Last Friday was a cracker of a day with some good snapper caught in Area 2 on Spots 3 and 4. Just for the hell of it (and because it was so calm), I had a wee look across at Motuihe (Spots 10 and 12), and I did a drift fish using a strayline rig and managed to nail a few fish.
For those of you that got out last weekend, you no doubt saw the 'red tide' - this is a plankton bloom generated by a rapid increase in the water warming up. This can greatly affect the fishing and everyone I have spoken to found the fishing hard. Having seen these conditions in the past, I knew we would be in for a tough day. Not only does a plankton bloom affect the way the fish bite, but you will have also noticed there were no birds to be seen. Ideally, on days like this, I would have headed out into deeper water.
When guiding on Sunday, I only had a short time window which meant targeting the one spot for just three hours. Despite heaps of ground bait and berley, the fishing was very slow with fish of a very average size being landed. That being said, the novices I had onboard missed a number of good fish as they could not get their heads around the way the snapper were mouthing the baits.
I would have thought the snapper would be more aggressive on the bite now that, for the most part, they have spawned, but we experienced the opposite. When they are soft on the bite and just mouthing the baits, try a range of smaller baits to get a higher hookup rate. There is no point in everyone using the same bait so mix it up with one using a strip bait of mullet or kahawai the others using squid or pilchard.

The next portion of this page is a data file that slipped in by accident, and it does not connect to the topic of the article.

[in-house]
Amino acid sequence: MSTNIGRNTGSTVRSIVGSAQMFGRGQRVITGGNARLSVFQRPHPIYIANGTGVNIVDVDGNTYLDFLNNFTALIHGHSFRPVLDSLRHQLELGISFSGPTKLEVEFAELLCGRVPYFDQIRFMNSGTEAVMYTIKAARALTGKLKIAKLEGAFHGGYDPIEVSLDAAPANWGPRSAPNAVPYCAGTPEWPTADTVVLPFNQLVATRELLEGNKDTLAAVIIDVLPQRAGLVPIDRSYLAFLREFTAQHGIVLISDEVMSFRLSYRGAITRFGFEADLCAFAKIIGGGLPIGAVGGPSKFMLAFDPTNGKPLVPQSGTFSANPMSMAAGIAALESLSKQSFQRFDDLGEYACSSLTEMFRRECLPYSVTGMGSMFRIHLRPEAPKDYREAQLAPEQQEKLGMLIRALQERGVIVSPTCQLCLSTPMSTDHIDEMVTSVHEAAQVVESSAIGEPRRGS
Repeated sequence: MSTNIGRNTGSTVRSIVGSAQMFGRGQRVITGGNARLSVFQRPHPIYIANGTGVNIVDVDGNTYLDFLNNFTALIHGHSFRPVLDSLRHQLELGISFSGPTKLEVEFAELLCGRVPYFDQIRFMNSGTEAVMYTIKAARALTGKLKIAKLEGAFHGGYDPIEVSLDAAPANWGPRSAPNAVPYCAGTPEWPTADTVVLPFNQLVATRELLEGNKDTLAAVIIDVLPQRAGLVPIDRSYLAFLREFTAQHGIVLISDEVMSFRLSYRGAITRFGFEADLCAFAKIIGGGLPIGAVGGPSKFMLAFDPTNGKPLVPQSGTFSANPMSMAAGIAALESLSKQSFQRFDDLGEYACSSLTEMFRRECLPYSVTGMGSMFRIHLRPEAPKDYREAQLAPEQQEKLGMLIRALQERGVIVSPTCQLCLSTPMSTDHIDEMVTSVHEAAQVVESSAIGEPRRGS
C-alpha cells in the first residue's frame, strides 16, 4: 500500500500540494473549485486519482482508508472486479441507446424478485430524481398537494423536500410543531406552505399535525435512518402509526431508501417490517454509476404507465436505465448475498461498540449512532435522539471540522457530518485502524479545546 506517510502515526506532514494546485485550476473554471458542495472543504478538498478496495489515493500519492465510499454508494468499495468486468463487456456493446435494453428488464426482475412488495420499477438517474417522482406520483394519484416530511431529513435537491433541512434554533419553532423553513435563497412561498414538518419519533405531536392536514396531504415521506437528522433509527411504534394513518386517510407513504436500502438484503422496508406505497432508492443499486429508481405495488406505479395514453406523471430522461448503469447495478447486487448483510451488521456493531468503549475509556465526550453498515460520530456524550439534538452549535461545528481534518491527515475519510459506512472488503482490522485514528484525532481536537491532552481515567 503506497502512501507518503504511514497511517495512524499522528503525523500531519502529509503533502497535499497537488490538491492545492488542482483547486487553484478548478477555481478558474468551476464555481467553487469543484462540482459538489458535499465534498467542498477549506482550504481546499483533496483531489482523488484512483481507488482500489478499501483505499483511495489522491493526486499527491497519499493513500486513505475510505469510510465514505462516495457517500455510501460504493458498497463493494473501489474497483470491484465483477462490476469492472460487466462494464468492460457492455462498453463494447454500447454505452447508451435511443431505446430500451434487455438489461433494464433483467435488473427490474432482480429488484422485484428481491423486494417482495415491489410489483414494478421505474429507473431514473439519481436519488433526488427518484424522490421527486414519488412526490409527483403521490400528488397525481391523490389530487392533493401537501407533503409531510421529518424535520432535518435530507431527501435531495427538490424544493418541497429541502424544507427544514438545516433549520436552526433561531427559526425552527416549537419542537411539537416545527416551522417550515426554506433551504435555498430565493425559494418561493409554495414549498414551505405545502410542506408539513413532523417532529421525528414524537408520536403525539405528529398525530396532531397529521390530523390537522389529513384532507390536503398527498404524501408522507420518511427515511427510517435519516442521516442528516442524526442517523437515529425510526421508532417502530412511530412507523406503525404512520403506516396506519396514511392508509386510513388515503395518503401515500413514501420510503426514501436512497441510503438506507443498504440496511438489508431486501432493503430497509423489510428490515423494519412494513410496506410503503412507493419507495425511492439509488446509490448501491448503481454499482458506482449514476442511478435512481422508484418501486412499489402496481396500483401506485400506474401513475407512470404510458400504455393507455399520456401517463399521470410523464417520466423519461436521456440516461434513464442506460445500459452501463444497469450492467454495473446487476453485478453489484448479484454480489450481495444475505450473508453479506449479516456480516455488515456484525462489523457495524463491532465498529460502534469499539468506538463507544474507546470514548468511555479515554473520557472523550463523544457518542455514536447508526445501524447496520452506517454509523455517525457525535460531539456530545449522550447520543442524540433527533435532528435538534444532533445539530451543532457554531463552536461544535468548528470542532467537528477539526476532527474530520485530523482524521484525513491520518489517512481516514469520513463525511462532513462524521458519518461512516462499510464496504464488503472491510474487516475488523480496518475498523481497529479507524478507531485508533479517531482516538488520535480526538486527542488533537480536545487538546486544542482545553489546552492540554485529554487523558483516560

This is a very effective way to target snapper when there is very little current and wind. Use a small ¼ to ½ oz sinker directly above the 7/0 hook, cast the bait as far from the boat as you can and then very slowly let line off till it hits the bottom – the slower, the better, as this keeps the sinker on top of the bait. Then, hold the rod so that the tip is pointing directly down your line – this will allow you to see any line movement and feel when a fish picks up the bait. When you an enquiry, let out a little bit of line so as not to spook the fish, and when the line comes up solid, strike hard. It is vital when striking to start winding as you strike the fish to take out the line stretch and set the hook. If you don't do this and drop the tip of the rod the line springs back like a rubber band and the hook drops out.
If mother nature stays on track, this weekend will be very fishable. I'll be out on Saturday, doing some research for a Sunday guiding trip, and will likely start in Area 5. If the wind and tide play ball on the outgoing, I will target either Spot 15 or Spot 6. On the incoming tide, I'll be across in Area 6 at Spots 22 or 24.
My tip this weekend is to cover your bases; catch some live baits, put one under a balloon and set another a meter or so off the bottom. Chances are you could hook up on a kingfish, john dory or big snapper – if you're really lucky, you could catch them all!